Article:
Published in IoT

Garmin claims wearables making it money

by on10 June 2016

Life after navigation

Garmin is proving that there is life after the nagivation industry by making a bob or two out of wearables, but the outfit has worked that it is not just about flogging the gizmo and hoping.  Instead you have to build a community interested in supporting that wearable.

The company has been showing off new data that demonstrates the company’s strong and growing position in the wearables market. While it still makes navigation gear, that market has been caned by smartphones which pretty much do the same sort of thing. Now Garmin has gotten into wearables.

In fact the company was into this market fairly early when it introduced the Forerunner 201 in 2003. This was a GPS enabled wearable. Now it claims to have shipped more than 20 million wearable devices. Given the time span this is not as successful as Apple's iWatch, but then the scale is a little different and Garmin has managed to gain itself a small fanbase of its own which feed it more data.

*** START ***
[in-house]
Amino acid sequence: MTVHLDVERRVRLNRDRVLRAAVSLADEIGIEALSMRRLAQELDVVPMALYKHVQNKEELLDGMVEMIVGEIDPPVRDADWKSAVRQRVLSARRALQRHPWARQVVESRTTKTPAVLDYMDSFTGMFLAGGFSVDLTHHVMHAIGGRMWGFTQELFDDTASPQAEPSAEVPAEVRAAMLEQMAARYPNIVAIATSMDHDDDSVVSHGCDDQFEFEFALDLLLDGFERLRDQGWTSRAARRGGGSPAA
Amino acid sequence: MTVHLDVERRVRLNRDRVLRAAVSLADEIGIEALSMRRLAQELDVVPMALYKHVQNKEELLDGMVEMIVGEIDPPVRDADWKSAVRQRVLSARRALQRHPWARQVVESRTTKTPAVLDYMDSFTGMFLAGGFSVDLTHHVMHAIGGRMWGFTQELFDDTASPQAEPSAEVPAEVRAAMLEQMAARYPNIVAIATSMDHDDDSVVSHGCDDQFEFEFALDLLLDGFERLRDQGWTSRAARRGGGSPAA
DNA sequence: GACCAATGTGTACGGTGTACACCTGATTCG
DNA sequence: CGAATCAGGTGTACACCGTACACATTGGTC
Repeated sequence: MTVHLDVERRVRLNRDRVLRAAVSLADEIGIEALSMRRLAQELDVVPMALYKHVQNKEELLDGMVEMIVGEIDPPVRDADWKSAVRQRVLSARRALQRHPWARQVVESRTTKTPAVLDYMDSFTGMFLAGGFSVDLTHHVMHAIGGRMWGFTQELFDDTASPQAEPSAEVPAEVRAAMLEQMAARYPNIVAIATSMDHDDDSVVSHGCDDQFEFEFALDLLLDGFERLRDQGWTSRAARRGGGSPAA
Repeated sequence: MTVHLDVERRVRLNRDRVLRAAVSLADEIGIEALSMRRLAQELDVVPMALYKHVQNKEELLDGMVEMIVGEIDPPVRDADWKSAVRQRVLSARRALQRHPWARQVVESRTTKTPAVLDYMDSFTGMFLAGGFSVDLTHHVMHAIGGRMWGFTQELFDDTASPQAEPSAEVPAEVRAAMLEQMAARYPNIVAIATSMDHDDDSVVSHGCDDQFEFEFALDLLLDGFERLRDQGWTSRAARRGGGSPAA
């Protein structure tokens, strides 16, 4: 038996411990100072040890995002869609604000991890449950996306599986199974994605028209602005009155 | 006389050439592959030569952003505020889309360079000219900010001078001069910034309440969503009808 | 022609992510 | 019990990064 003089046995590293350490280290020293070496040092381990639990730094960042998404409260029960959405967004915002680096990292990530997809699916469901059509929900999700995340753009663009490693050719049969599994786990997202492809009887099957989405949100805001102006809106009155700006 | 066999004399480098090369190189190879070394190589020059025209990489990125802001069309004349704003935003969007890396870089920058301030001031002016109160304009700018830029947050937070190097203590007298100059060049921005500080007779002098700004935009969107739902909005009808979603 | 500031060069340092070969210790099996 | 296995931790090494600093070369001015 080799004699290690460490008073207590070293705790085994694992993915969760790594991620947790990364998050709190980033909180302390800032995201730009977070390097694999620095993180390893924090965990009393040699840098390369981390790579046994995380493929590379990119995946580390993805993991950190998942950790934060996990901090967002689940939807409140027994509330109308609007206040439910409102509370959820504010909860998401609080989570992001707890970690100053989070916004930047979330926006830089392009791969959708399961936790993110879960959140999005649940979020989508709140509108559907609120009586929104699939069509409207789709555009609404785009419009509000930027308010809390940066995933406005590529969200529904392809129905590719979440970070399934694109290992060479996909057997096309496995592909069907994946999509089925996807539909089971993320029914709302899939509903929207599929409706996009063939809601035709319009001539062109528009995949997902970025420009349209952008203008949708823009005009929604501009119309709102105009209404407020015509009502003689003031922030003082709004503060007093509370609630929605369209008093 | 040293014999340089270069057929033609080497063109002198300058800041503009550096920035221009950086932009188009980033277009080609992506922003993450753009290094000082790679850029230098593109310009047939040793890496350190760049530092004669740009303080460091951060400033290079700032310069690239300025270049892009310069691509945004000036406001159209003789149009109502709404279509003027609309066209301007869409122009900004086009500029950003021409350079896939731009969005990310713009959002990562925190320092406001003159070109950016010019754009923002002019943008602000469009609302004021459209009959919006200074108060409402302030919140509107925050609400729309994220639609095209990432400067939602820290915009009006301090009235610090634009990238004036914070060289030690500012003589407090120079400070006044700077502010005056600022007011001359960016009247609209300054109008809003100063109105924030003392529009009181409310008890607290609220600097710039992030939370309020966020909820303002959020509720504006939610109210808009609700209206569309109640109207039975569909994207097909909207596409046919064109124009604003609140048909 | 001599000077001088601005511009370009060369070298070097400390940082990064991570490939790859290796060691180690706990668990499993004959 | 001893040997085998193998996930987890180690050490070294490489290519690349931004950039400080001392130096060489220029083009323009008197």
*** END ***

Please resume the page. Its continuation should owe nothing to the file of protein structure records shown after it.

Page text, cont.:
The Garmin Connect online community was based on the idea that there was value in punters storing, tracking, analysing, and sharing of fitness and other data that its customers collect. Garmin Connect has over 15 million user accounts, with 5 million new users joining last year. Garmin Connect works by enabling users to compete with family and friends who also live active lifestyles.  It also has backing from partners like Nike, Strava, MyFitnessPal and MapMyFitness.

What this suggests is that for wearables to take off, it has to be more than just flogging hardware, which was what Apple did, but working that wearable into a community of those people interested in that devices' activity. Garmin also provided apps so that customers could build their own experience depending on the sort of things they wanted to do with their gear.

Cliff Pemble, Garmin president and CEOs said that the outfit was experiencing strong momentum in the wearables market as a result of an intentional focus on key strategies.

"We believe that wearable devices enable and enhance a broad range of active lifestyles, and we offer purpose-built devices designed specifically for those lifestyles,. To that we add a compelling online user community where users track their fitness goals and progress over time and motivate themselves and others to achieve even more. Finally, we offer a rich set of third party apps, widgets, and watch faces that allow users to customise their device making it both useful and fun. Garmin is a leader in the wearables market because we offer a broad and deep range of devices, a powerful user community, and personalisation enabled through third party apps.”



Last modified on 10 June 2016
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